Discussion: @dabeard
Andrew Beaujon / Poynter:
Edward Snowden is designing tools for journalists  —  Edward Snowden is using some of his time in Russia to design “encryption tools to help professionals such as journalists protect sources and data,” Alan Rusbridger and Ewen MacAskill write in The Guardian.  They interviewed the NSA whistleblower in Moscow.
Discussion: Guardian
Laura Hazard Owen / Gigaom:
Kindle Unlimited: More details and a few questions about Amazon's subscription book service (exclusive video)  —  An ebook subscription service, available on any device including your Kindle: That appears to be what Amazon is planning, but is it worth $9.99 a month?
US Copyright Office says Aereo not a cable company under terms of Copyright Act  —  US copyright officials have told Aereo that they do not consider it a “cable company” under the terms of copyright law, according to a letter obtained by CNBC.  Aereo, which lost a key Supreme Court ruling …
Suzanne Vranica / Wall Street Journal:
What Do Consumers Hate More Than TV Ads?  Online Video Commercials  —  Consumers love to complain about TV commercials.  But if they dislike anything more, its online video ads.  —  A recent survey of about 700 consumers found that about 36% of those polled said they find online video ads more irritating than TV ads.
Dominic Ponsford / Press Gazette:
Eight jobs at risk as Sunday Mirror and People editorial teams set to merge  —  Trinity Mirror has announced plans to merge the editorial teams of the Sunday Mirror and Sunday People with the loss of up to eight editorial jobs.  —  The move comes two years after the Daily Mirror …
Discussion: Guardian
Kevin Rawlinson / BBC:
French blogger fined over review's Google search placing  —  The restaurant argued the negative review's prominence in Google's search results was unfairly harming business  —  A French judge has ruled against a blogger because her scathing restaurant review was too prominent in Google search results.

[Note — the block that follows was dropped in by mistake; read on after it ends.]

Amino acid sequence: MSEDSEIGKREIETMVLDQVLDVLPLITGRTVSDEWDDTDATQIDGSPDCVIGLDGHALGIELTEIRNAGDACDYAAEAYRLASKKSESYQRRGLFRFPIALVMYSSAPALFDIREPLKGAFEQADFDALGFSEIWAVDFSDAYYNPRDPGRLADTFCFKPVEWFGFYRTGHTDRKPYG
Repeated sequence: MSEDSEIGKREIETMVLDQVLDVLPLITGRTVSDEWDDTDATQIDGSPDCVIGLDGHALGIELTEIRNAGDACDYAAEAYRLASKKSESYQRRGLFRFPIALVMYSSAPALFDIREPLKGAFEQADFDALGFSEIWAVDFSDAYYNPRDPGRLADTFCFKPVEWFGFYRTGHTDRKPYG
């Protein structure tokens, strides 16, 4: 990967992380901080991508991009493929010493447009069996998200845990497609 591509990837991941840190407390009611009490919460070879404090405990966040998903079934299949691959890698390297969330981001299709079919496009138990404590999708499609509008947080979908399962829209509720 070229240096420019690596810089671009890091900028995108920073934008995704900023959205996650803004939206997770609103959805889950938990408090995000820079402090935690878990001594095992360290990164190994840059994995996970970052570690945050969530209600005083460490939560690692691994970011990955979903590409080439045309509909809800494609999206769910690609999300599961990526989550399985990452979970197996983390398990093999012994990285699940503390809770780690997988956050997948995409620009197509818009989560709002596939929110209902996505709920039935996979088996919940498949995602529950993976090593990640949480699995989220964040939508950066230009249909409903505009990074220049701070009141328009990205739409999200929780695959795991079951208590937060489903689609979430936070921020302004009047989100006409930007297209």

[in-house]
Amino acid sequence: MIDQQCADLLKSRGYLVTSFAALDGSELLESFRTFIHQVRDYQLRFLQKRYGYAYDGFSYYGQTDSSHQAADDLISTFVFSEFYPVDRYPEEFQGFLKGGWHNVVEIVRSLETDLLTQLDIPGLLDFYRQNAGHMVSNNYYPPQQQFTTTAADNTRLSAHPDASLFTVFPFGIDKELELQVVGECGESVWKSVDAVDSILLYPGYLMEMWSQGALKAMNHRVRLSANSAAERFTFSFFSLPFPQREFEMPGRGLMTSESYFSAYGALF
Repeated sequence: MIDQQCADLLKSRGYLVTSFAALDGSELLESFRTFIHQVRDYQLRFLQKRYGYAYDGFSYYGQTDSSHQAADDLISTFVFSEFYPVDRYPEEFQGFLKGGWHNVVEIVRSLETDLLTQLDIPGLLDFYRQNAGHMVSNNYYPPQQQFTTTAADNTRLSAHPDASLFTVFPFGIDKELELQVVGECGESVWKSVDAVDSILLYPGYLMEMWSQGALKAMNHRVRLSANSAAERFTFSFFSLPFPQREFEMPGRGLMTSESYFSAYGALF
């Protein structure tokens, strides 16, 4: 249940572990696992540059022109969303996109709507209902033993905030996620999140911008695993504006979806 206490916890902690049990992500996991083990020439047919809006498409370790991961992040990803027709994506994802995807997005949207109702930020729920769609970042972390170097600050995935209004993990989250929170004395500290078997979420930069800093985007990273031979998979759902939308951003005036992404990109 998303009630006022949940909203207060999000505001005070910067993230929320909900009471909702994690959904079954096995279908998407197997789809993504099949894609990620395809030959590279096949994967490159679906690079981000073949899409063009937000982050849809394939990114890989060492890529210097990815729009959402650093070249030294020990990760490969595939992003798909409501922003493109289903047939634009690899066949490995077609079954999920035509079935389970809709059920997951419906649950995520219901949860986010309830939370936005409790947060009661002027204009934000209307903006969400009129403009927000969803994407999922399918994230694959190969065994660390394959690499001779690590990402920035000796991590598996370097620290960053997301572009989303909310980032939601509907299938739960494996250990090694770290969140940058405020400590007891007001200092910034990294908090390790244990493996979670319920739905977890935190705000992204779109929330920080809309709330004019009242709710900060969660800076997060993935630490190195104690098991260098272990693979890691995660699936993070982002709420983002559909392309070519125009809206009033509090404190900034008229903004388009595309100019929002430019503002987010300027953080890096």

Abid Rahman / Hollywood Reporter:
China's Censors Crack Down on Streaming Services Showing Hollywood Content  —  Days after Alibaba announced a landmark deal with Lionsgate on streaming content, China's state media watchdog warns seven Internet-TV companies on “unauthorized” content and threatens to revoke their licenses.
Peter Jukes / New Statesman:
Rupert's red top: the rise and fall of Rebekah Brooks  —  Peter Jukes watched the former tabloid editor's extraordinary composure in court on every day of the hacking trial.  Her story tells you everything you need to know about the way power works.  In March, midway through …
Australian bill sees whistleblowing on intel ops punishable by up to 10 years in jail  —  Neo-McCarthyism is on the march in Australia as the country's attorney general proposed a new bill which would see potential whistleblowers facing up to 10 years in prison for leaks.
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 More News: 
Ed Christman / Billboard:
Sony/ATV Makes Organized Catalog Available Online
Justin Ellis / Nieman Journalism Lab:
A change in the IRS process for granting tax-exempt status could be a boon to nonprofit news
Ricardo Bilton / Digiday:
Publishers have an updated evergreen strategy: Make the old new again
Alexia Tsotsis / TechCrunch:
Setting the record straight: how a critique of tech media's flaws came back to bite an editor
Kristen Hare / Poynter:
Media reporter's advice for her replacement: ‘Turn your computer off once in a while’
Anne Voigt / INMA: brainstorms new revenue ideas, finds long-term success in product partnership campaigns
 Earlier Picks: 
Apple agrees conditionally to a $450M settlement in e-book price-fixing case; $400M will go to consumers
Scott Roxborough / Hollywood Reporter:
German Police Bust 'Europe's Largest' Underground Pressing Plant
Discussion: Music Week
Craig Silverman / Poynter:
Study: Political journalists opt for stenography over fact checking during presidential debates